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GP Week : Issue 155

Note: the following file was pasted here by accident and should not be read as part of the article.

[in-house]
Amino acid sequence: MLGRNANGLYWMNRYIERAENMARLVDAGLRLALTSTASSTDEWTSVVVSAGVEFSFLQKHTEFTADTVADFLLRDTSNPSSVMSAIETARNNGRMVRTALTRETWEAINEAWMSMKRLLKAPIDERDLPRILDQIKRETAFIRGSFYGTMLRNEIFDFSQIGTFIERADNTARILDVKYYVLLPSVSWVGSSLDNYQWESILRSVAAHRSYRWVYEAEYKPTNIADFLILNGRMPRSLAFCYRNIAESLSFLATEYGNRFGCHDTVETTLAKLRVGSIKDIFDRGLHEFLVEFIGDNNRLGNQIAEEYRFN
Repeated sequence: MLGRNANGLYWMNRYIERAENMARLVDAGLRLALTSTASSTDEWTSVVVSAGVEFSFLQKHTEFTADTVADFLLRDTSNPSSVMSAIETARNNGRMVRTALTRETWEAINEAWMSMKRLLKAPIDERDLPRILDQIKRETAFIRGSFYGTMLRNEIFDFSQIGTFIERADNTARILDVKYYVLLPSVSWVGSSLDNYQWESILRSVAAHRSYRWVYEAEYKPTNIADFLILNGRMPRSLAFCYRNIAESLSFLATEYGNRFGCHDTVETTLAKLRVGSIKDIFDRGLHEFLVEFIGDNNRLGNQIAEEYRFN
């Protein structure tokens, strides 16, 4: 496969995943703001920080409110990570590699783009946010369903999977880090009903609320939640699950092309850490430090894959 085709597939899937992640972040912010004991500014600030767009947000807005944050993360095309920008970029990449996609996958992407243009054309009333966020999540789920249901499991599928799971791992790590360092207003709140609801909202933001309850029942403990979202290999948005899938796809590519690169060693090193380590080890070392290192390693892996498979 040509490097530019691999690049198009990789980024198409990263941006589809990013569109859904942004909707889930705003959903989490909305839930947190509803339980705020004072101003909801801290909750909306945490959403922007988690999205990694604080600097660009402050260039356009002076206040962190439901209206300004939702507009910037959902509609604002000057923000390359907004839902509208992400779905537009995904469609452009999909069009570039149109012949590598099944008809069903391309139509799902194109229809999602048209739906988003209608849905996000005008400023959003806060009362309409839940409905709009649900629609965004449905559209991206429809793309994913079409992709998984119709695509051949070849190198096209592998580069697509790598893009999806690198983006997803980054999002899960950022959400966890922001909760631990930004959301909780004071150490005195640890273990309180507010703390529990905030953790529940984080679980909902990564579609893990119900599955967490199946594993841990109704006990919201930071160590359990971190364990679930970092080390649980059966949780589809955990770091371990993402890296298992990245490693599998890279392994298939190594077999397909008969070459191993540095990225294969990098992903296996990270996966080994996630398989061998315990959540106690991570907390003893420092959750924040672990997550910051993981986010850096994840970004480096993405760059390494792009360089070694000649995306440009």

Formula One’s forthcoming IPO on the Singapore stock market has been big news since the idea was floated during the Malaysian Grand Prix weekend. But in the outside world, a much bigger story has been the Facebook initial public offering, which saw the value of shares plummet shortly after listing when it emerged that the banks under writing the flotation had reassessed the value of the stock shortly before it went on sale following a downwards revision to Facebook’s financial forecasts. Because the future value of Formula One depends heavily on the as-yet-unsigned Concorde Agreement, it is entirely possible that purchasers of F1 stock could find themselves in a very similar situation to Facebook’s investors should one or more of the teams elect to pull out. Another problem that could have a knock-on effect on the F1 share price is the number of grands prix that are at risk of falling off the calendar, either entering alternation deals or disappearing completely. The Nurburgring and the Circuit Spa-Francorchamps are two of F1’s most iconic brands in track terms, and both races are currently under threat. Should they fall victim to the ongoing financial crisis, the F1 brand will be devalued, and the share price with it. Ecclestone this week hinted that Formula One would delay the flotation believed to be scheduled for June while CVC assessed the state of the markets. “All that has ever been said is that [CVC’s Donald] Mackenzie said this would probably depend an awful lot on what the market is at the time and the market doesn't look too bright after that little bit of a problem with Facebook,” Ecclestone told CNN in the Monaco paddock. “I think [CVC] are going to wait and see.” FACEBOOK FALLOUT TO DELAY FORMULA ONE IPO? BRIEFLY » The Monaco Grand Prix is the highlight of Formula One’s social calendar, with more events and parties than you can shake a stick at. The challenge for the attending media is to flit from party to party, sampling enough canapés at each that there is no need to buy dinner in the expensive principality. The partying kicked off on Wednesday afternoon with a Casio event on the Red Bull floaterhome, followed by a book launch at Pirelli. Thursday saw Lotus celebrate 500 grands prix for teams based at Enstone and Mumm sponsor a book launch at the Hotel l’Hermitage. Then there were the legendary Red Bull and Force India parties, both of which went on late into the night – the last stragglers were seen leaving Vijay Mallya’s Indian Empress at 5am on Friday. The partying continued on F1’s rest day with a Renault Alpine car launch, a Lotus Originals store opening attended by HRH Prince Albert, and a champagne reception on the TAG Heuer yacht. For those not yet partied out, McLaren sponsors Hugo Boss had their own event on Friday evening. And that’s before you even think about late nights at Rascasse, Stars and Bars, and perennial F1 favourite the Amber Lounge... Pass the ibuprofen? » The Monaco paddock was as celeb-packed as always, and in such a crowded space it is impossible to swing a cat without hitting a face more familiar from the cover of a magazine. The highest-profile star of the weekend was Will Smith, who led a coterie of actors over from the Cannes film festival. Cuba Gooding Jr was wandering the paddock on Saturday, while Antonio Banderas, Michael Fassbender and Jennifer Lawrence could be found harbour- side on Sunday. Also from the film world was Ron Howard, director of the forthcoming Hunt- Lauda film Rush. The sporting world had its fair share of celebrities, from Sauber guest and Chelsea FC owner Roman Abramovich to the German national football team. Also present were Petra and Tamara Ecclestone, daughters of Bernie. Meanwhile, Bernie’s ex-wife Slavica attended the Indy 500 on Sunday. The battle between Tavo Hellmund, originator of the Austin Grand Prix project, and the Texan race’s current promoters has turned nasty amid allegations of fraud. Following a request from Austin’s American Statesman newspaper, court records in the suit between Hellmund and the Circuit of the Americas were this week unsealed by a Texan judge. And the paper work revealed a few items of interest. A careful reading of the records implies that Red McCombs – the billionaire businessman associated with the grand prix project – is little more than a figurehead, contrary to popular belief. McCombs originally held a 57 percent stake in Accelerator Holdings, parent company of the Austin Grand Prix project, but statements from McCombs’ lawyers argued that as the 87-year-old was neither an officer nor a director of McCombs Motor Sports LLC, and that he was not actively involved in negotiations surrounding the F1 project. “These are two major documents that are foundations to this project,” Hellmund's lawyer Austin Tighe told the American Statesman. “We have [McCombs] being the financial face in press conferences and roof toppings, but based on what was presented today, he has very little, if any, involvement in this project.” Following the unsealing of the documents there was a war of words between the lawyers for both parties. “We believe the tactics Mr. Hellmund and his legal team have employed to date are meant to purposely generate negative public sentiment about Circuit of the Americas in hopes of extracting a large settlement,” said COTA attorney Michael Whellan. In response, Hellmund’s legal team alleged that they had evidence of fraud in the Austin Grand Prix project. “If Bobby Epstein truly desires an efficient resolution of his dispute with Tavo Hellmund, as he now claims, he can simply honor the $18 million buyout agreement that he signed in September of 2011,” Eric Wetzl said. “If not, Tavo is prepared to amend his pleadings to include charges of fraud and other misdeeds, based on newly discovered evidence. We believe this evidence demonstrates that Mr. Epstein intended to force Tavo out of the F1 project from the beginning.” AUSTIN GP BATTLES ON AMIDST FRAUD ALLEGATIONS 7 GPWEEK.com // PARTNERS: F1 >>> NEWS